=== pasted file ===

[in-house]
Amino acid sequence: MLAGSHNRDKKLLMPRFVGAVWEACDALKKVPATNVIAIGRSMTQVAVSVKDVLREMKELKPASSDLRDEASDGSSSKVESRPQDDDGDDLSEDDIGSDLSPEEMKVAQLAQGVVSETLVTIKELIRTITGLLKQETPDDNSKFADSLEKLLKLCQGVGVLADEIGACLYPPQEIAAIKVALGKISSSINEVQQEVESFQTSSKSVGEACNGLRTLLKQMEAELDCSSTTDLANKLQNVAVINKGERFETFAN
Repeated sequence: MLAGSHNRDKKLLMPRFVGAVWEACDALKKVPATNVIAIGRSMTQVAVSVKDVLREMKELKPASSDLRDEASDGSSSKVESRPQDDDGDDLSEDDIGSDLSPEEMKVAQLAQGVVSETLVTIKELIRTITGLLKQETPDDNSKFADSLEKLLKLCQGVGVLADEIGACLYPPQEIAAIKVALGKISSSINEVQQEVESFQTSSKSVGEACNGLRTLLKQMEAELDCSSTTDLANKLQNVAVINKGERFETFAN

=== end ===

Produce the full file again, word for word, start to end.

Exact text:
[in-house]
Amino acid sequence: MLAGSHNRDKKLLMPRFVGAVWEACDALKKVPATNVIAIGRSMTQVAVSVKDVLREMKELKPASSDLRDEASDGSSSKVESRPQDDDGDDLSEDDIGSDLSPEEMKVAQLAQGVVSETLVTIKELIRTITGLLKQETPDDNSKFADSLEKLLKLCQGVGVLADEIGACLYPPQEIAAIKVALGKISSSINEVQQEVESFQTSSKSVGEACNGLRTLLKQMEAELDCSSTTDLANKLQNVAVINKGERFETFAN
Repeated sequence: MLAGSHNRDKKLLMPRFVGAVWEACDALKKVPATNVIAIGRSMTQVAVSVKDVLREMKELKPASSDLRDEASDGSSSKVESRPQDDDGDDLSEDDIGSDLSPEEMKVAQLAQGVVSETLVTIKELIRTITGLLKQETPDDNSKFADSLEKLLKLCQGVGVLADEIGACLYPPQEIAAIKVALGKISSSINEVQQEVESFQTSSKSVGEACNGLRTLLKQMEAELDCSSTTDLANKLQNVAVINKGERFETFAN